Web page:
Cheerios maker apologizes, waves white flag on fine print controversy

by Bob Sullivan on April 20, 2014

General Mills on Saturday reversed changes it recently made to terms and conditions that would have limited consumers’ ability to file lawsuits against the firm.  The move comes after a week of pounding in the public marketplace, which served a slice of humble pie to the firm and served as a lesson to American consumers about the ongoing creep of binding mandatory arbitration clauses.

“On behalf of our company and our brands, we would also like to apologize,” said Kirstie Foster, director of External Communications for General Mills, in a post on the firm’s blog. “We’re sorry we even started down this path. And we do hope you’ll accept our apology. We also hope that you’ll continue to download product coupons, talk to us on social media, or look for recipes on our websites.”

The controversy began after a legal advocacy group named the American Association for Justice started poking journalists to write about a change in General Mills’ policy which ensnared users who downloaded coupons or signed up for emails from the firm. The change limited consumers’ ability to join class action lawsuits, and would have forced consumers to use arbitration to settle most disputes.  Such terms are increasingly common in standard form contracts that consumers sign with banks, cell phone providers, and a host of other companies. Critics say arbitration clauses are one-sided and favor only corporations.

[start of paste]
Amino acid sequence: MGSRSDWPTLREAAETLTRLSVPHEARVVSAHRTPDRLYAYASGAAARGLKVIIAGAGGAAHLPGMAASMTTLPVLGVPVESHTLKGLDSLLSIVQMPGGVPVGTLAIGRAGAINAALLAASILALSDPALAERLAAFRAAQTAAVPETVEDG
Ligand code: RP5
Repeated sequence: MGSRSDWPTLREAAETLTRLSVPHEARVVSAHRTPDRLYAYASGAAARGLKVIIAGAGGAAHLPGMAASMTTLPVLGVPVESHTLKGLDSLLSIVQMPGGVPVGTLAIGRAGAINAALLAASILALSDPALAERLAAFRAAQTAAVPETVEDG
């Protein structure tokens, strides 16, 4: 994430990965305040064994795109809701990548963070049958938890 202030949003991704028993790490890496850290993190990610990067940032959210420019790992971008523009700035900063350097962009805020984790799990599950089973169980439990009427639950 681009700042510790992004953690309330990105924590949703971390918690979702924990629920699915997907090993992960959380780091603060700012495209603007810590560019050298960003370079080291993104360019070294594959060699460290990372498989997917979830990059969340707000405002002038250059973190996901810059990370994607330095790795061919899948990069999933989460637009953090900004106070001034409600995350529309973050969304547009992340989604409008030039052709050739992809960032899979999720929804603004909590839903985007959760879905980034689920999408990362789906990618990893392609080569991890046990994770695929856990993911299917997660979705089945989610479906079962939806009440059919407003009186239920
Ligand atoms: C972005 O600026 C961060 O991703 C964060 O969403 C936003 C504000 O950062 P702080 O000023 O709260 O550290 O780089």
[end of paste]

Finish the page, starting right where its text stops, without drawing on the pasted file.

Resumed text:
General Mills stuck its foot in its mouth a second time last week while attempting to defend its change, saying consumers could opt out of the change — but this column exposed the fine print on the firm’s website which made that a half-hearted offer, showing consumers would be “re-opted-in” by receiving an email or downloading a coupon.

There is nothing half-hearted about Saturday’s retreat:

“We’ve reverted back to our prior terms. There’s no mention of arbitration, and the arbitration provisions we had posted were never enforced. Nor will they be. We stipulate for all purposes that our recent Legal Terms have been terminated, that the arbitration provisions are void, and that they are not, and never have been, of any legal effect. That last bit is from our lawyers,” GM says on its blog post announcing the change.

The firm did defend its original change again, however.

“We’ll just add that we never imagined this reaction. Similar terms are common in all sorts of consumer contracts, and arbitration clauses don’t cause anyone to waive a valid legal claim. They only specify a cost-effective means of resolving such matter,” it said.

To learn more about binding arbitration clauses, visit

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